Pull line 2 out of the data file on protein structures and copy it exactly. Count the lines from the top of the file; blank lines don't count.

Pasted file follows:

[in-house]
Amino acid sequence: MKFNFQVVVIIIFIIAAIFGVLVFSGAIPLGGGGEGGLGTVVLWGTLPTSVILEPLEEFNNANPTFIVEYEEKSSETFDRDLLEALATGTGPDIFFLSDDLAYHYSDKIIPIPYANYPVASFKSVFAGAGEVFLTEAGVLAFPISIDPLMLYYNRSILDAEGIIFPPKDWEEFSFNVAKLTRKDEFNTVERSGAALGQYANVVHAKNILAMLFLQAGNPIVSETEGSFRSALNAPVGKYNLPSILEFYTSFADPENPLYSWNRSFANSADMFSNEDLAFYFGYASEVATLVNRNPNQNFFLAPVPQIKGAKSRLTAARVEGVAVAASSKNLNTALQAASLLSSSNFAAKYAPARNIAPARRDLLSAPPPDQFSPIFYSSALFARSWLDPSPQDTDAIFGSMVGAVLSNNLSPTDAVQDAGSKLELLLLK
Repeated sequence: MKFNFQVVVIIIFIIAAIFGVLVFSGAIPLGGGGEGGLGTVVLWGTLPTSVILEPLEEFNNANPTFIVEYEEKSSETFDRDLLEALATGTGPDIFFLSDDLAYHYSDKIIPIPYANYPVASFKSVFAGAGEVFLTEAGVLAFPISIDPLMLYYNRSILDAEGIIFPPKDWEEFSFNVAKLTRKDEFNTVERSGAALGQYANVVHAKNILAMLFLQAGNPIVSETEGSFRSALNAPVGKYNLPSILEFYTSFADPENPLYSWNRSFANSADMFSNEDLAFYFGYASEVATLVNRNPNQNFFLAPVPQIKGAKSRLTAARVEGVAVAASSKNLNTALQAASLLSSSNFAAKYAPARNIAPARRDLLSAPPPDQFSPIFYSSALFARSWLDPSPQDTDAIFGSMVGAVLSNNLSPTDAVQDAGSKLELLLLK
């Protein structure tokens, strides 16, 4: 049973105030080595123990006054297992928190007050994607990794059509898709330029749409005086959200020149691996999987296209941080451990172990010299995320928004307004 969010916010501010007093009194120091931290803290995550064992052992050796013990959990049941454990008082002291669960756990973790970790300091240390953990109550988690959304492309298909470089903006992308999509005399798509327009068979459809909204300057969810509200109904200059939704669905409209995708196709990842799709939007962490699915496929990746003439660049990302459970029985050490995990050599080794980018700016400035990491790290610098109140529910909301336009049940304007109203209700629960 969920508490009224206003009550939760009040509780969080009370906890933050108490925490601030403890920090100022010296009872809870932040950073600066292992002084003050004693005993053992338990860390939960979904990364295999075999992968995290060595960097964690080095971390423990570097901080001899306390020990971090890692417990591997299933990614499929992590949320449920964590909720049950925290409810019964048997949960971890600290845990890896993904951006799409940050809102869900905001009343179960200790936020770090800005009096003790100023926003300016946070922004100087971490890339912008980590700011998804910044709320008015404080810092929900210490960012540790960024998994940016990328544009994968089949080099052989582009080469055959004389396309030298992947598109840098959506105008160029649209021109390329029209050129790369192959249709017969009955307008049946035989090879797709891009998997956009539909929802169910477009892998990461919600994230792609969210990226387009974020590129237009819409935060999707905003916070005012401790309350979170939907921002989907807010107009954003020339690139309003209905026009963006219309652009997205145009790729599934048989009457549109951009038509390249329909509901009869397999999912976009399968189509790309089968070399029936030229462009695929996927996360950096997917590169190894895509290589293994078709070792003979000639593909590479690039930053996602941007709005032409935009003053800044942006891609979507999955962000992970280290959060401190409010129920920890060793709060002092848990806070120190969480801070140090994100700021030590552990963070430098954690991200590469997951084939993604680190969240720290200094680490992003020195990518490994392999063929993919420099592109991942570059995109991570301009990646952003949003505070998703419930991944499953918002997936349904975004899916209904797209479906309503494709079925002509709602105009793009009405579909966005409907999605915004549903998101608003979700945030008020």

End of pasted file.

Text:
Amino acid sequence: MKFNFQVVVIIIFIIAAIFGVLVFSGAIPLGGGGEGGLGTVVLWGTLPTSVILEPLEEFNNANPTFIVEYEEKSSETFDRDLLEALATGTGPDIFFLSDDLAYHYSDKIIPIPYANYPVASFKSVFAGAGEVFLTEAGVLAFPISIDPLMLYYNRSILDAEGIIFPPKDWEEFSFNVAKLTRKDEFNTVERSGAALGQYANVVHAKNILAMLFLQAGNPIVSETEGSFRSALNAPVGKYNLPSILEFYTSFADPENPLYSWNRSFANSADMFSNEDLAFYFGYASEVATLVNRNPNQNFFLAPVPQIKGAKSRLTAARVEGVAVAASSKNLNTALQAASLLSSSNFAAKYAPARNIAPARRDLLSAPPPDQFSPIFYSSALFARSWLDPSPQDTDAIFGSMVGAVLSNNLSPTDAVQDAGSKLELLLLK